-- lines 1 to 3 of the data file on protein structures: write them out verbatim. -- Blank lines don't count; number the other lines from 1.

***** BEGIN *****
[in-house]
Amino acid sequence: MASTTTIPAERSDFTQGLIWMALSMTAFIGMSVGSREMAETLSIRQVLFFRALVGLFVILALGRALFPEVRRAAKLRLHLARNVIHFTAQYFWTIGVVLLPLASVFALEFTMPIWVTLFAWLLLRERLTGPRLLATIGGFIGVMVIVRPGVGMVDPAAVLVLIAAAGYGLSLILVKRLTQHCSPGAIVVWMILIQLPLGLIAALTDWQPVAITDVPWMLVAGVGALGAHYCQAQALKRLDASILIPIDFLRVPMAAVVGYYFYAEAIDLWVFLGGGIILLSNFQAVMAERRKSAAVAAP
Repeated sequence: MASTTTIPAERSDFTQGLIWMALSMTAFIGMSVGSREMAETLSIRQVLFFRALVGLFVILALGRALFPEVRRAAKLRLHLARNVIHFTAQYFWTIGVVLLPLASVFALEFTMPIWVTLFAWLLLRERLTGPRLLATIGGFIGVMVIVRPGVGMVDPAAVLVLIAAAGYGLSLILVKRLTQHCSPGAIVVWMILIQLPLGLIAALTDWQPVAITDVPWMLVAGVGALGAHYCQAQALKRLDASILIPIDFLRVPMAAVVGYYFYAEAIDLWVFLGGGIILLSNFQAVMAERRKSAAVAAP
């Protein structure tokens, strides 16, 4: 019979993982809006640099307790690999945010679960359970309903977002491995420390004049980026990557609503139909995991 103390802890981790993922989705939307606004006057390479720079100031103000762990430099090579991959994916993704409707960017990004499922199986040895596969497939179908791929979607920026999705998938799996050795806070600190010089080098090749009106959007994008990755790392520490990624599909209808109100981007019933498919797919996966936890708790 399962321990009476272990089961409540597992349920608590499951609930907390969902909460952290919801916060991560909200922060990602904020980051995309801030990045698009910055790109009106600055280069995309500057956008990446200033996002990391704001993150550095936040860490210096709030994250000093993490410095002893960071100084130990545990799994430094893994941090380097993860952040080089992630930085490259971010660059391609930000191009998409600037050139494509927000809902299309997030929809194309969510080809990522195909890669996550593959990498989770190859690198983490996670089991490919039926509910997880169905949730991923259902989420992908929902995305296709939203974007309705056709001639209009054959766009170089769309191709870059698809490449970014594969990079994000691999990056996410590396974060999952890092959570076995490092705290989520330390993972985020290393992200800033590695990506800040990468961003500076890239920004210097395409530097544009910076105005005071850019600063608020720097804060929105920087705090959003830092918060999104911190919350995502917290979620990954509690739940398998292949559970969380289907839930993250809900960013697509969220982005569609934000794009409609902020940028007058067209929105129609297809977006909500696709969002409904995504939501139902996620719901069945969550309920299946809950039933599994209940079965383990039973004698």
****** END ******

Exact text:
[in-house]
Amino acid sequence: MASTTTIPAERSDFTQGLIWMALSMTAFIGMSVGSREMAETLSIRQVLFFRALVGLFVILALGRALFPEVRRAAKLRLHLARNVIHFTAQYFWTIGVVLLPLASVFALEFTMPIWVTLFAWLLLRERLTGPRLLATIGGFIGVMVIVRPGVGMVDPAAVLVLIAAAGYGLSLILVKRLTQHCSPGAIVVWMILIQLPLGLIAALTDWQPVAITDVPWMLVAGVGALGAHYCQAQALKRLDASILIPIDFLRVPMAAVVGYYFYAEAIDLWVFLGGGIILLSNFQAVMAERRKSAAVAAP
Repeated sequence: MASTTTIPAERSDFTQGLIWMALSMTAFIGMSVGSREMAETLSIRQVLFFRALVGLFVILALGRALFPEVRRAAKLRLHLARNVIHFTAQYFWTIGVVLLPLASVFALEFTMPIWVTLFAWLLLRERLTGPRLLATIGGFIGVMVIVRPGVGMVDPAAVLVLIAAAGYGLSLILVKRLTQHCSPGAIVVWMILIQLPLGLIAALTDWQPVAITDVPWMLVAGVGALGAHYCQAQALKRLDASILIPIDFLRVPMAAVVGYYFYAEAIDLWVFLGGGIILLSNFQAVMAERRKSAAVAAP